Difference between revisions of "2002 AIME I Problems/Problem 1"
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Revision as of 19:54, 4 July 2013
Problem
Many states use a sequence of three letters followed by a sequence of three digits as their standard license-plate pattern. Given that each three-letter three-digit arrangement is equally likely, the probability that such a license plate will contain at least one palindrome (a three-letter arrangement or a three-digit arrangement that reads the same left-to-right as it does right-to-left) is , where and are relatively prime positive integers. Find
Solution
Solution 1
Consider the three-digit arrangement, . There are choices for and choices for (since it is possible for ), and so the probability of picking the palindrome is . Similarly, there is a probability of picking the three-letter palindrome.
By the Principle of Inclusion-Exclusion, the total probability is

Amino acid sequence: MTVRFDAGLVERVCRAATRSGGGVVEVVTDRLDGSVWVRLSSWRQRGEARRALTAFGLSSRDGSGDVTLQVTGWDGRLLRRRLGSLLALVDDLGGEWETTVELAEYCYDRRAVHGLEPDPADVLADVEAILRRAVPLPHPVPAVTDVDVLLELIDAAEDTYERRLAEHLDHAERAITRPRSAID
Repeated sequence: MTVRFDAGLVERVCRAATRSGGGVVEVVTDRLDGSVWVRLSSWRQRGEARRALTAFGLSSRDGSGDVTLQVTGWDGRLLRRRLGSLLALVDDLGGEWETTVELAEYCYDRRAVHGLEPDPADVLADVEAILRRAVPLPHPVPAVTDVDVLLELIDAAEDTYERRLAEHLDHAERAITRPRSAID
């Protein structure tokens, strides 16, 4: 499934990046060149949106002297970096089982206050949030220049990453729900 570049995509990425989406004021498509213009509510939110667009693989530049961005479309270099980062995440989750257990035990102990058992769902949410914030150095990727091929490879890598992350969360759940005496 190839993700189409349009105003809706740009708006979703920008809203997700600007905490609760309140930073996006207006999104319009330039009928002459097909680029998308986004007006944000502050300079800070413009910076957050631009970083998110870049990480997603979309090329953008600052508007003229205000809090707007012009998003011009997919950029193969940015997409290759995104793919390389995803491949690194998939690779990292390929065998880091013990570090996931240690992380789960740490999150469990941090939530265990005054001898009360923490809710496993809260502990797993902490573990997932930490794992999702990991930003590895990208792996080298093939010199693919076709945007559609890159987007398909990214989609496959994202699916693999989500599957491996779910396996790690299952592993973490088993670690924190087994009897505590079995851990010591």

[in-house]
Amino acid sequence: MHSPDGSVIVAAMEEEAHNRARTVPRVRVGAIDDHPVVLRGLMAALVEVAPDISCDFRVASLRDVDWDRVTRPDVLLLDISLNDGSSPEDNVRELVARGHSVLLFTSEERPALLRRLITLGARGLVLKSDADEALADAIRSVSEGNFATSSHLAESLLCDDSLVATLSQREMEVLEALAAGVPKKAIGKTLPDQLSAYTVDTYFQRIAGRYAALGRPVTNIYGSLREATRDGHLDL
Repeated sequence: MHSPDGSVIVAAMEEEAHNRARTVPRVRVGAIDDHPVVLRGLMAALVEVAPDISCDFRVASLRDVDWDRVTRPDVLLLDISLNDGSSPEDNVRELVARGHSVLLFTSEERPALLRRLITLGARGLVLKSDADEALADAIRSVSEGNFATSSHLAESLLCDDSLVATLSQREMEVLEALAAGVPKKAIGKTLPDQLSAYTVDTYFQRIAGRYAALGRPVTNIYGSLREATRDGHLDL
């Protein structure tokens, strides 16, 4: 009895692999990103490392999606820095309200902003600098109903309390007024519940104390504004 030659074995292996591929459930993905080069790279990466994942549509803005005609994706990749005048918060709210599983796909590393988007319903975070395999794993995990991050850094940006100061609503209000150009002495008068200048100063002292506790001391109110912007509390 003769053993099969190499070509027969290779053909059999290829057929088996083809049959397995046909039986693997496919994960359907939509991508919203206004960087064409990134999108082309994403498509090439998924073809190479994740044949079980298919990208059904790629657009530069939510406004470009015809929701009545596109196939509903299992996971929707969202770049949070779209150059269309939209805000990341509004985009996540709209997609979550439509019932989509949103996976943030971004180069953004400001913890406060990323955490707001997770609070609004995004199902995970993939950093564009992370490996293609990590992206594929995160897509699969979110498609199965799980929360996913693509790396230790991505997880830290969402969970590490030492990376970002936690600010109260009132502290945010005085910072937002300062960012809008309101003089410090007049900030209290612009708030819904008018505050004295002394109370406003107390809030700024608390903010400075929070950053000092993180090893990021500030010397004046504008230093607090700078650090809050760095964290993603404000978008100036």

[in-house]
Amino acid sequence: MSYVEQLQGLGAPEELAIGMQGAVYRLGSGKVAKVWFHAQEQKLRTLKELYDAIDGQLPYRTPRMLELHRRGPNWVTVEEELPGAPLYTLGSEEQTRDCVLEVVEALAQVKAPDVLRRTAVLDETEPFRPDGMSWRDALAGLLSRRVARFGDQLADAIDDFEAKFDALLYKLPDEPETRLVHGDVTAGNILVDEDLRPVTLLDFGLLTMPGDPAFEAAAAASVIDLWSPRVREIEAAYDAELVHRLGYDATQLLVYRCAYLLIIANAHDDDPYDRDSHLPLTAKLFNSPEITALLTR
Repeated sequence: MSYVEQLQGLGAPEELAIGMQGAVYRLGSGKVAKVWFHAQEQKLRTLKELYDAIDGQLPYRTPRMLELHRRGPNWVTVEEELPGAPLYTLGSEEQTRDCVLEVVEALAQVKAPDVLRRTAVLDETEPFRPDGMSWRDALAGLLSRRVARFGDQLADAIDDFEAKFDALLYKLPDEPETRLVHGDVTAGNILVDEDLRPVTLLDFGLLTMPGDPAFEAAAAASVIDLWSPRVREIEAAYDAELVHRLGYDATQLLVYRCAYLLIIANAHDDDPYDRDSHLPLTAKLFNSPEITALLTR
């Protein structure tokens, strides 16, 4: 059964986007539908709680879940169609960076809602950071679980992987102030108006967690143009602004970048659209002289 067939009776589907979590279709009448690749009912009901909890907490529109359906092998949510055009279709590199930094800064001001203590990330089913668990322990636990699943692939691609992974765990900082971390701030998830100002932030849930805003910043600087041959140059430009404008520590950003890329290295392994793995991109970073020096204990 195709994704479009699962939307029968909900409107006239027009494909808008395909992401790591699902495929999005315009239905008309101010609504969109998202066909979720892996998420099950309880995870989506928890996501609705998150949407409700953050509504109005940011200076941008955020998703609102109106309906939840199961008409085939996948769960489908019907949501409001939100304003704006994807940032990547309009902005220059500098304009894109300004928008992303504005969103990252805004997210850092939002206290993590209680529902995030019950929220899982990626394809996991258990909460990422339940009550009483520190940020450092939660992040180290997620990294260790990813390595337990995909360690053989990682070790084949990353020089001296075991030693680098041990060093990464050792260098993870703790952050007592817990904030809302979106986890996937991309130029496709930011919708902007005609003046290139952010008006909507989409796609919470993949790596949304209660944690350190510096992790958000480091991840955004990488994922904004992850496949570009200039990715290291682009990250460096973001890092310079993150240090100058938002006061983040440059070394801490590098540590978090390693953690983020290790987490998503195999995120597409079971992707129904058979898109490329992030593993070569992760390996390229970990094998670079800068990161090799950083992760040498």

Solution 2
Using complementary counting, we count all of the license plates that do not have the desired property. In order to not be a palindrome, the first and third characters of each string must be different. Therefore, there are three digit non-palindromes, and there are three letter non palindromes. As there are total three-letter three-digit arrangements, the probability that a license plate does not have the desired property is . We subtract this from 1 to get as our probability. Therefore, our answer is .
See also
2002 AIME I (Problems • Answer Key • Resources) | ||
Preceded by First Question |
Followed by Problem 2 | |
1 • 2 • 3 • 4 • 5 • 6 • 7 • 8 • 9 • 10 • 11 • 12 • 13 • 14 • 15 | ||
All AIME Problems and Solutions |
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